The liquid core material or solvent for the color former employed in the microcapsules can be any material which is liquid within the temperature range at which carbonless copy paper is normally used and which does not suppress or otherwise adversely affect the color-forming reaction. Examples of eligible liquids include, but are not limited to, those solvents conventionally used for carbonless copy paper, including ethyldiphenylmethane (U.S. Pat. No. 3,996,405); benzylxylene (U.S. Pat. No. 4,130,299 ); alkyl biphenyls such as propylbiphenyl (U.S. Pat. No. 3,627,5810 and butylbiphenyl (U.S. Pat. No. 4,287,074); dialkyl phthalatesin which the alkyl groups thereof have from 4 to 13 carbon atoms, e.g. dibutyl phthalate, dioctylphthalate, dinonyl phthalate and ditridecylphthalate; 2,2,4-trimethyl-1,3-pentanediol diisobutyrate (U.S. Pat. No. 4,027,065); C10 -C14 alkyl benzenes such as dodecyl benzene; alkyl or aralkyl benzoates such as benzyl benzoate; alkylated naphthalenes such as dipropylnaphthalene (U.S. Pat. No. 3,806,463); partially hydrogenated terphenyls; high-boiling straight or branched chainhydrocarbons; and mixtures of the above. The solvents for the color former can include any of the above which possess sufficient solubility for the color former.

Microcapsules which are anionic can be prepared by processes well known in the art such as from urea-formaldehyde resin and/or melamine-formaldehyde resin as disclosed in U.S. Pat. Nos. 4,001,140; 4,100,103; or 4,552,811.

This invention can be demonstrated with any size of microcapsule normally used for CB coating.

The CB sheet of the present invention can be utilized for image formation with any CF sheet which contains one or more developer materials for the color former material employed in the CB sheet.

When the color former employed in the CB sheet of the present invention is a basic chromogenic material, then any known acidic developer material maybe employed in the CF sheet, such as, for example, clays; treated clays (U.S. Pat. Nos. 3,622,364 and 3,753,761); aromatic carboxylic acids such as salicylic acid; derivatives of aromatic carboxylic acids and metal salts thereof (U.S. Pat. No. 4,022,936); phenolic developers (U.S. Pat. No. 3,244,550); acidic polymeric material such as phenol-formaldehyde polymers, etc. (U.S. Pat. Nos 3,455,721 and 3,672,935); and metal-modifiedphenolic resins (U.S. Pat.. Nos. 3,732,120; 3,737,410; 4,165,102; 4,165,103; 4,166,644 and 4,188,456).

The color formers useful in the microcapsules used in the invention are electron donating dye precursors, also known as chromogenic material. These are colorless or light colored materials which upon contact with acidic developer material form a colored mark.

Examples of color formers for use in the microcapsules of the present invention include, but are not limited to, Crystal Violet Lactone [3,3-bis(4-dimethylaminophenyl)-6-dimethylaminophthalide (U.S. Pat. No. Re. 23,024)]; phenyl-, indol-, pyrrol-, and carbazol-substituted phthalides (for example, in U.S. Pat Nos. 3,491,111; 3,491,112; 3,491,116;3,509,174); nitro-; amino-, amido-, sulfon amido-, aminobenzylidene-, halo-, anilino-substituted fluorans (for example, in U.S. Pat. Nos. 3,624,107; 3,627,787; 3,641,011; 3,642,828; 3,681,390); spirodipyrans (U.S. Pat. No. 3,971,808); and pyridine and pyrazine compounds (for example, in U.S. Pat. Nos. 3,775,424 and 3,853,869 ). Other examples of useful chromogenic materials are: 3-diethylamino-6-methyl-7-anilinofluoran(U.S. Pat. No. 3,681,390); 7-(1-ethyl-2-methylindol-3-yl)-7-(4-diethylamino-2-ethoxyphenyl)-5,7-dihydrofuro[3,4-b]pyridin-5-one (U.S. Pat. No. 4,246,318); 3-diethylamino-7-(2-chloroanilino)fluoran (U.S. Pat. No. 3,920,510); 3-(N-methylcyclohexylamino)-6-methyl-7-anilinofluoran (U.S. Pat. No. 3,959,571); 7-(1-octyl-2-methylindol-3-yl) -7-(4-diethylamino-2-ethoxyphenyl)-5,7-dihydrofuro[3,4-b]pyridin-5-one; 3-diethylamino-7,8-benzofluoran; 3,3-bis(1-ethyl-2-methylindol-3-yl)phthalide; 3-diethylamino-7-anilinofluoran; 3-diethylamino-7-benzylaminofluoran; 3'-phenyl-7-dibenzylamino-2,2'-spiro-di[2H-1-benzopyran]; and mixtures of any two or more of the above.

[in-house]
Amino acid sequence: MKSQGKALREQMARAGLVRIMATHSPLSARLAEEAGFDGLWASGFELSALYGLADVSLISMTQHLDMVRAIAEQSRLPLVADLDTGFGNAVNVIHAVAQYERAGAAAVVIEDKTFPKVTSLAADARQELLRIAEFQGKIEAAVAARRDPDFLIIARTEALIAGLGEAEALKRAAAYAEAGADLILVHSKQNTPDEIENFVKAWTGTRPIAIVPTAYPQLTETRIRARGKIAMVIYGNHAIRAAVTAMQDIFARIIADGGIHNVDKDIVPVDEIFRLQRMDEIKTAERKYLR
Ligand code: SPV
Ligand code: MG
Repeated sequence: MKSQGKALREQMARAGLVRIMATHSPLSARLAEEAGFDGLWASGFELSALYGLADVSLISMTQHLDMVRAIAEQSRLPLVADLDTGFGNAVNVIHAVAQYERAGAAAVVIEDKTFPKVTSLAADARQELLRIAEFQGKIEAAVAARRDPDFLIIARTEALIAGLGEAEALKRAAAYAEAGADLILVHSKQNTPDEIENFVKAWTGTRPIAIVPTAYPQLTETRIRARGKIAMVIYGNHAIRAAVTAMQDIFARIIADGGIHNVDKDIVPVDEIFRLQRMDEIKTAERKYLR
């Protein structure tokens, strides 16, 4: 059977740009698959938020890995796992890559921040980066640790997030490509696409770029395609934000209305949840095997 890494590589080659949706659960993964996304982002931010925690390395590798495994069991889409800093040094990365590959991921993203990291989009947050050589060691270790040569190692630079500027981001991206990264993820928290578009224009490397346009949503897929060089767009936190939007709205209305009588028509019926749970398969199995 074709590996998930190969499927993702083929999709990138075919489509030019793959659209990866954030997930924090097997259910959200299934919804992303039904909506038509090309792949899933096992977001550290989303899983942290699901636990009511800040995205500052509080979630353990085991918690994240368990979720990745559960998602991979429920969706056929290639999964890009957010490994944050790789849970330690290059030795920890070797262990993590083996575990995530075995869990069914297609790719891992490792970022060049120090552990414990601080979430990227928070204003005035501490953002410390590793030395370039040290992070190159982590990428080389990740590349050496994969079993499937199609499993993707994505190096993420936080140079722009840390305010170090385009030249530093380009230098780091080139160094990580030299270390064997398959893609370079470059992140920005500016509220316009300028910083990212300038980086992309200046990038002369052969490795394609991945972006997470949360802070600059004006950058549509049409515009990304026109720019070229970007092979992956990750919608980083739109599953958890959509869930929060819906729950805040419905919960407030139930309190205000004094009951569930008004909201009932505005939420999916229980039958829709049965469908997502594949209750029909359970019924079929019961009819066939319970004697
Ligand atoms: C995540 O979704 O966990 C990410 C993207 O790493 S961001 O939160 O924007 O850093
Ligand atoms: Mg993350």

The preceding examples of color formers and developers are illustrative andare not to be considered as limiting.

Unless otherwise indicated herein, all measurements, percentages or parts are on the basis of weight and in the metric system.

EXAMPLE 1

In a series of experiments, commercial grade color forming anionic capsulesas described in U.S. Pat. No. 4,552,811 with slightly varying compositions and hereafter referred to as anionic capsules were mixed with uncooked wheat starch particles, water and either corn starch binder and/or experimental agent. These coating formulations were applied to base paper by means of an air knife coating station and the resultant coatings were dried by means of hot air. In each experiment, a control coating formulation containing only color former capsules, uncooked wheat starch particles, corn starch binder solution, and water was coated as a control or reference coating.